Witness my own history. My acquaintance with Godzilla began in the late Sixties, when Godzilla was already a teenager. In the suburban Philadelphia community where I grew up—as I suspect was the case in any number of similar towns across America—more than a few parents, especially those with young boys, welcomed a weekly respite from their boisterous kids and were all too happy to take turns shuttling them to the nearest movie house on Saturday mornings to be distracted for a few hours by a double-feature matinee [VISUAL SIDEBAR 2: Matinee Idylls]. The offerings with which the local theater tempted my contemporaries and me included, among other titles, Jules Verne fantasies and made-in-Britain horror flicks, along with miscellaneous Hollywood fare. Although most of the young viewers paid little attention to the national origins of a given feature, the playbill in fact sampled from several cultural traditions and international movie industries. Occasionally, Japanese productions, chiefly of the kaijū eiga (monster movie) variety, would enter the mix. I don’t recall how many such Japanese titles I saw in that setting or exactly which ones they were, but I know for sure the list included Frankenstein Conquers the World and Destroy All Monsters. Several scenes from those films made a particularly strong impression and have remained with me over the decades.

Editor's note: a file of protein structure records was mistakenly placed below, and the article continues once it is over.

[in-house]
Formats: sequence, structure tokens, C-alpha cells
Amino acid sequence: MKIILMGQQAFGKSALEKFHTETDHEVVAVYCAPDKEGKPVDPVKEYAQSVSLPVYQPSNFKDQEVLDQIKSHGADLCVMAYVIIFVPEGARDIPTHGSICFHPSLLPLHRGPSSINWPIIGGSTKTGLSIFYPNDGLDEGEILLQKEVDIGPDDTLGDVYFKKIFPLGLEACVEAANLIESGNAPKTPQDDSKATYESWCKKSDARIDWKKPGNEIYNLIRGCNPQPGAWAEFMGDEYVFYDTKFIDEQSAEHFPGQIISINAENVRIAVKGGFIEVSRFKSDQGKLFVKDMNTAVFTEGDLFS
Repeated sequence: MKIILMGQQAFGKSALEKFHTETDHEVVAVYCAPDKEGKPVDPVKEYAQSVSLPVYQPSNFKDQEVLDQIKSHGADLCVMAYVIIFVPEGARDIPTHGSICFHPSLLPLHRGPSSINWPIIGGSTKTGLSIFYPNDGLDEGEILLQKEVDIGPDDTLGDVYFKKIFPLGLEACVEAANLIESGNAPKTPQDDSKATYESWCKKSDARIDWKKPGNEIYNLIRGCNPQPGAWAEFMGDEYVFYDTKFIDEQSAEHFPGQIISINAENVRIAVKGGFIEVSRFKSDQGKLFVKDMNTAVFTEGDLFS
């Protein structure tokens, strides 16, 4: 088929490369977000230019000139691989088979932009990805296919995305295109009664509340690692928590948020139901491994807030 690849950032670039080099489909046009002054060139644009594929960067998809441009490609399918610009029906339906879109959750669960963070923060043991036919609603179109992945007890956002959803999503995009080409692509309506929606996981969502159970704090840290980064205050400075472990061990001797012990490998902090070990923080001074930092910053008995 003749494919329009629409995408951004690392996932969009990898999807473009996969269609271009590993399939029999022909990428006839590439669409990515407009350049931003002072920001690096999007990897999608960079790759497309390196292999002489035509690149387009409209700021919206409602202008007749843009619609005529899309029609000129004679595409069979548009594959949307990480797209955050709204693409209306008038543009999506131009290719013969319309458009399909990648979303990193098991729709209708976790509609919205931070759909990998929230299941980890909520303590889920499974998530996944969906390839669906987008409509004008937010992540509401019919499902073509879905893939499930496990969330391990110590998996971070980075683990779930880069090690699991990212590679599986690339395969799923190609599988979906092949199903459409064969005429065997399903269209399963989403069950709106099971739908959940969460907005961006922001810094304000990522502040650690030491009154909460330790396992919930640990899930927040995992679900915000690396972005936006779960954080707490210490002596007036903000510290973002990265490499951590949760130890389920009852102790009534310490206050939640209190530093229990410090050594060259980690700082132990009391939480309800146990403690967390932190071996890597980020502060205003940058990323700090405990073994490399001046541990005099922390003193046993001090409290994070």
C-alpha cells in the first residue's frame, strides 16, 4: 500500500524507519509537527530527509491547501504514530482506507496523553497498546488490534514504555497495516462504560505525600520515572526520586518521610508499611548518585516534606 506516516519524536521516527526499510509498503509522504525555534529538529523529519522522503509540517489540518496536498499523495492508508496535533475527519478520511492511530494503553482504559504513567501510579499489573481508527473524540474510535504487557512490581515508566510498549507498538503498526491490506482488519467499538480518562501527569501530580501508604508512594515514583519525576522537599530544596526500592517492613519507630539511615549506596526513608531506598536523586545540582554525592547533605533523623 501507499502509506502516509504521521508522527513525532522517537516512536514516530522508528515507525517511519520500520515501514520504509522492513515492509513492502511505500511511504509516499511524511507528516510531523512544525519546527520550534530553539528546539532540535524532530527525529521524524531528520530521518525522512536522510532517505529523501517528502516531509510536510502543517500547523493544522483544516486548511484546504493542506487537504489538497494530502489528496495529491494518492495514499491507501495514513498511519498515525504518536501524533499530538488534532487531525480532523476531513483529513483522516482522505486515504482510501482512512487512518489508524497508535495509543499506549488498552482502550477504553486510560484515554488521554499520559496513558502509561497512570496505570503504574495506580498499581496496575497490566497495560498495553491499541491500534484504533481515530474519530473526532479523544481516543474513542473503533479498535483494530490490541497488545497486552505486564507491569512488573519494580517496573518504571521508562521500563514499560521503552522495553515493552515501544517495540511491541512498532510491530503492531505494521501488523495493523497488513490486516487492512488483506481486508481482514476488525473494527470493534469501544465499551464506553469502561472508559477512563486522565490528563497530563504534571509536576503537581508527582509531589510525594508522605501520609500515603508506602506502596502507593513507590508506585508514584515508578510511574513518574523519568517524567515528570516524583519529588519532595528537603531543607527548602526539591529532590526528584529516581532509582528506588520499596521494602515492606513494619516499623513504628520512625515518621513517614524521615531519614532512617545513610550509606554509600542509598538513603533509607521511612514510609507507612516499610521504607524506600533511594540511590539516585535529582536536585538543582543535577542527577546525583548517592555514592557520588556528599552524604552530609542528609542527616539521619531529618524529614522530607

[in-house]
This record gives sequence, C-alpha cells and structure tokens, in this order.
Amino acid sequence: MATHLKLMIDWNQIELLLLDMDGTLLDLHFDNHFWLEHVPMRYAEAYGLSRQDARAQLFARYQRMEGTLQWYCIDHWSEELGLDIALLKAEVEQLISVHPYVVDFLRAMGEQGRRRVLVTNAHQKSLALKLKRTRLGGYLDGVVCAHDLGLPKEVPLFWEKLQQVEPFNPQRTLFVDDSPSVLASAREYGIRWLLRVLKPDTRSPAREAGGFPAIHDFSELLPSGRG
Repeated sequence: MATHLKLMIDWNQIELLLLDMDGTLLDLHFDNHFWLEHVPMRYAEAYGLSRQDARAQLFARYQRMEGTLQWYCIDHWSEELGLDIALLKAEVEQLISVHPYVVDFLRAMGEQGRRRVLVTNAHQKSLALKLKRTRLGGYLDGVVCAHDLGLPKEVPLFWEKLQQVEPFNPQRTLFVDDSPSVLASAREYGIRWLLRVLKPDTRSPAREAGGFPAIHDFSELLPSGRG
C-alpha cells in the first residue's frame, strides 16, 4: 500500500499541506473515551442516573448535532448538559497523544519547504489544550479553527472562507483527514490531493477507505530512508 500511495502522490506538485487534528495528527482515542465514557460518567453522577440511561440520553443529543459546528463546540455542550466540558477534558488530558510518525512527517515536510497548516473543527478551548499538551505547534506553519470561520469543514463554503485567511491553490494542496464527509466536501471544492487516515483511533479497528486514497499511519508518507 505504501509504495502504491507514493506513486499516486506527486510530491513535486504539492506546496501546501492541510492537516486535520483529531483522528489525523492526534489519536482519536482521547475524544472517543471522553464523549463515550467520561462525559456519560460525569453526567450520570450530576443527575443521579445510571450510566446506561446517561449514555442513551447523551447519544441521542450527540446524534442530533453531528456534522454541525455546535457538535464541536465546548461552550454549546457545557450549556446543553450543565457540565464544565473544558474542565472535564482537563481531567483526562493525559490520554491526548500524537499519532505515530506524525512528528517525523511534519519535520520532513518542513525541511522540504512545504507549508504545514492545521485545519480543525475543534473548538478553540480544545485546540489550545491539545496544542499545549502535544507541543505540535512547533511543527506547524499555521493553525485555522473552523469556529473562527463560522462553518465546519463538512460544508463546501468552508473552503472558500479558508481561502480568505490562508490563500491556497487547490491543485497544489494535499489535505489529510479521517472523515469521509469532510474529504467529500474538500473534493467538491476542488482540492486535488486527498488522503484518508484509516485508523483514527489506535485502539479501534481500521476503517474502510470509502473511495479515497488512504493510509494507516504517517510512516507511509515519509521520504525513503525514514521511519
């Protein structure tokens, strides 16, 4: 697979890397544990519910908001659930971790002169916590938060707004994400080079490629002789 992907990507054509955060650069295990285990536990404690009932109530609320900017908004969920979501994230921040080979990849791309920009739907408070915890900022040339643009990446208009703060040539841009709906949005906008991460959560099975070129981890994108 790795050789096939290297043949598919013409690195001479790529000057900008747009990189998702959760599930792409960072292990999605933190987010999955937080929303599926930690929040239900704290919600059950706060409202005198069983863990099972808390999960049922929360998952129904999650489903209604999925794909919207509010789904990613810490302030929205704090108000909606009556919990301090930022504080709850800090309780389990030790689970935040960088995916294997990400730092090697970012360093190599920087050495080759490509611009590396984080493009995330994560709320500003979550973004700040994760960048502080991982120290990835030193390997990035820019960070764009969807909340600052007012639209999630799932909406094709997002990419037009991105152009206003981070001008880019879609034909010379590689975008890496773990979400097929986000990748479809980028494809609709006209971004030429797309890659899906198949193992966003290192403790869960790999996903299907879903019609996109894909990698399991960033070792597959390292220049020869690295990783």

For example, I vividly remember the non-Caucasian features of the title figure of Frankenstein Conquers the World, released originally in Japan in 1965, and the fact that they seemed distinctly unconventional to my young eyes. By the same token, that visual difference made the character all the more eerie and unforgettable. At seven years of age or thereabouts, I’d already seen Western cinematic versions of Mary Shelley’s monster and knew what he was “supposed” to look like. Even today, FURUHATA Kōji’s troubled countenance is, along with that of Herman Munster from TV’s The Munsters—I’m a child of the Sixties, after all—one of the two faces of Frankenstein that I can call readily to my mind’s eye.